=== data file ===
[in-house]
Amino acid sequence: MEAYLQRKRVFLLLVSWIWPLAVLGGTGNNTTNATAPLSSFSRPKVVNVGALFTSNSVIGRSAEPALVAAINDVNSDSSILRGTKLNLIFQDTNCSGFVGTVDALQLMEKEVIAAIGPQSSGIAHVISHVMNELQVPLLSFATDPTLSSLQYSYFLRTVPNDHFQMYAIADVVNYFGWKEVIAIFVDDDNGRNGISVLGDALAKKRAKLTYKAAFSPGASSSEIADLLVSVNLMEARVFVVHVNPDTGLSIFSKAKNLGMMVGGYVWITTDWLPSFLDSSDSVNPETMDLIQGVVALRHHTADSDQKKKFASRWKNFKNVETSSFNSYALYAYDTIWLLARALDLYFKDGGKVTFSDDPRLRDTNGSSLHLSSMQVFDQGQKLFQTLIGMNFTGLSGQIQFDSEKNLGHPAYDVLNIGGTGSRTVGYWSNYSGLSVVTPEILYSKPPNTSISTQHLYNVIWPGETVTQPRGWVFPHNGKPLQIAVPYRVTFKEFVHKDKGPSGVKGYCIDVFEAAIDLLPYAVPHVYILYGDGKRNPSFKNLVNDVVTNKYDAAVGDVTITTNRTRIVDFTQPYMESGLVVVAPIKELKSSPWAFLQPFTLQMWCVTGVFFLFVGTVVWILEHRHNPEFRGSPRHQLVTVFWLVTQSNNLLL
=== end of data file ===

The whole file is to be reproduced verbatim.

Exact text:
[in-house]
Amino acid sequence: MEAYLQRKRVFLLLVSWIWPLAVLGGTGNNTTNATAPLSSFSRPKVVNVGALFTSNSVIGRSAEPALVAAINDVNSDSSILRGTKLNLIFQDTNCSGFVGTVDALQLMEKEVIAAIGPQSSGIAHVISHVMNELQVPLLSFATDPTLSSLQYSYFLRTVPNDHFQMYAIADVVNYFGWKEVIAIFVDDDNGRNGISVLGDALAKKRAKLTYKAAFSPGASSSEIADLLVSVNLMEARVFVVHVNPDTGLSIFSKAKNLGMMVGGYVWITTDWLPSFLDSSDSVNPETMDLIQGVVALRHHTADSDQKKKFASRWKNFKNVETSSFNSYALYAYDTIWLLARALDLYFKDGGKVTFSDDPRLRDTNGSSLHLSSMQVFDQGQKLFQTLIGMNFTGLSGQIQFDSEKNLGHPAYDVLNIGGTGSRTVGYWSNYSGLSVVTPEILYSKPPNTSISTQHLYNVIWPGETVTQPRGWVFPHNGKPLQIAVPYRVTFKEFVHKDKGPSGVKGYCIDVFEAAIDLLPYAVPHVYILYGDGKRNPSFKNLVNDVVTNKYDAAVGDVTITTNRTRIVDFTQPYMESGLVVVAPIKELKSSPWAFLQPFTLQMWCVTGVFFLFVGTVVWILEHRHNPEFRGSPRHQLVTVFWLVTQSNNLLL